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West Coast

Date: 29/01/2007 | Author: Ella

After a week in the north of the South Island we drove down to the west coast and the first place we stayed was Punakaiki. We woke up early on the first morning to see the famous pancake rocks. These rocks are amazing because they look like huge piles of thick pancakes coming out of the sea.
After Punakaiki we headed along the coast to Hokitika. The beach there is wild and covered in beach debris like driftwood, seaweed and rocks. Because of the debris the town holds a sculpture competition every year. Anyone can enter and the only rule is that you can only use things you find on the beach to make your sculpture. My favourite sculpture was called 'Viking Cruisers', it looked like a Viking boat and amazed me because it was made out of so many natural things such as pebbles, driftwood, seaweed, shells and sand. The sculpture that won was called 'Goin' Swimmin' - it was a turtle carved out of a piece of driftwood that had once been a tree root. There were a lot of brilliant sculptures on the beach.

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Abel Tasman National Park

Date: 24/01/2007 | Author: Ella

After Havelock we moved north to Marahau at the entrance to the Abel Tasman national park. On the way there we stopped at a place to go quad biking. I was on a quad bike with daddy (he goes much faster than mummy). We drove through the most amazing scenery and stopped at a 2000 year old Matai tree - it is the oldest living thing I have ever seen.
In Marahau we stayed at a cabin (much better than our last one) on Old MacDonald's farm - it was a great campsite with loads of animals and a river running through it. We went sea kayaking again with a cool guy called Mike - he was very funny. We went to some lovely beaches and saw a rock named split apple rock - there are some amazing legends about the rock.
We then moved to a lodge in Arawoa which is right in the park. On the beach in Arawoa the beach is so golden and there are so many shells - most of them purple or white. There were even some shell sculptures and sand pyramids on the beach. We really liked it at Arawoa and did lots of walks from there.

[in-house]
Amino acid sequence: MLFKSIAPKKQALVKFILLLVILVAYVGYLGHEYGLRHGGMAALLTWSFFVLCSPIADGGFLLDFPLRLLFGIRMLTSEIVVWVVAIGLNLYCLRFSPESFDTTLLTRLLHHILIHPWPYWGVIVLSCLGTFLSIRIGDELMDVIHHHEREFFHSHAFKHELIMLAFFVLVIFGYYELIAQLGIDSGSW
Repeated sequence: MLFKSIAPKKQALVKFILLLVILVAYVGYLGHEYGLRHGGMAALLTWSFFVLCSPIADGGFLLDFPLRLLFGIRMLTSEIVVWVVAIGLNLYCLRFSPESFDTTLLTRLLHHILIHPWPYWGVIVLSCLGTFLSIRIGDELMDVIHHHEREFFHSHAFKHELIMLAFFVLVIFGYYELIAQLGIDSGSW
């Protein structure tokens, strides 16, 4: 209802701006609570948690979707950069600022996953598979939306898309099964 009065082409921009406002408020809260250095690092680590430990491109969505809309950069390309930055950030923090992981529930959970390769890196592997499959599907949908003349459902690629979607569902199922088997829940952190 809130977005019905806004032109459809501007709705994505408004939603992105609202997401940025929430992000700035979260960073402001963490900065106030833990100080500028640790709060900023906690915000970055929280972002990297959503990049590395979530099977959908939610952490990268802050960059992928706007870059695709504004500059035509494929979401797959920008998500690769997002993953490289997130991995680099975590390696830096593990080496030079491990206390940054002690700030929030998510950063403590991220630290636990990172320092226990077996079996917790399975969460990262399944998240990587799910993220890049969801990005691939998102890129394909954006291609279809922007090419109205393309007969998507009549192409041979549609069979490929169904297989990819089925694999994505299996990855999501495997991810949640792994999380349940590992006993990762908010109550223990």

We are doing so many activities in New Zealand, sea kayaking, canoeing, swimming, walking - if we carry on like this we are going to be really fit by the time we get home.

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First stop on the South Island

Date: 20/01/2007 | Author: Ella

The first place we stayed on the South island was Havelock Motor Camp and there we stayed in the tiniest cabin you can imagine - even the smallest caravan put our cabin to shame! We met up with Jez who is an old friend of daddy's (and Florence's Godfather) and went to the Clansman pub with him. While we were there we made friends with the people who worked there and I even got to write the specials board for them!

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Fun on mountains and rivers

Date: 19/01/2007 | Author: Ella

After Raglan we headed to the mountains of Tongariro National Park. In the Park were 3 volcanoes:
Mount Tongariro
Mount Ngauruhoe
Mount Ruapehu
We climbed up Mount Ruapehu and and played in the snow. Mount Ruapehu is the most recent volcano to erupt in New Zealand. We had fun climbing up the lava flows but had to finish our games as clouds started to wrap around us in a foggy, damp mist.
After that we headed to Whanganui River Road. We went there for jet boating up and canoeing down the Whanganui river. While we were there we also met an old Maori man called Bobby Grey. He was very smart and after our chat with him I thought that he was practically amazing.
Further down the river was the most exciting place we have stayed yet, The Flying Fox, a lovely place to stay, with sheep and a dog running around the grounds. We stayed in a lovely cottage with an upstairs as well as a downstairs. Billy the dog was lovely and followed Florence and I around the place. I loved it there and as we left I had many happy memories.
Next on to the South Island!

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A Kiwi Wedding

Date: 14/01/2007 | Author: Ella

Victoria and Marcus got married on the 14th January. Florence and I were asked to be flower girls for the wedding and I was really excited about it. The other flower girls and I (there were 5 of us) sprinkled petals on the grass as Victoria walked along with her Dad to where Marcus was standing. During the ceremony we saw rain rolling in over Whale Bay but they were married just before it arrived - a great wedding!

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Karekare and Hahei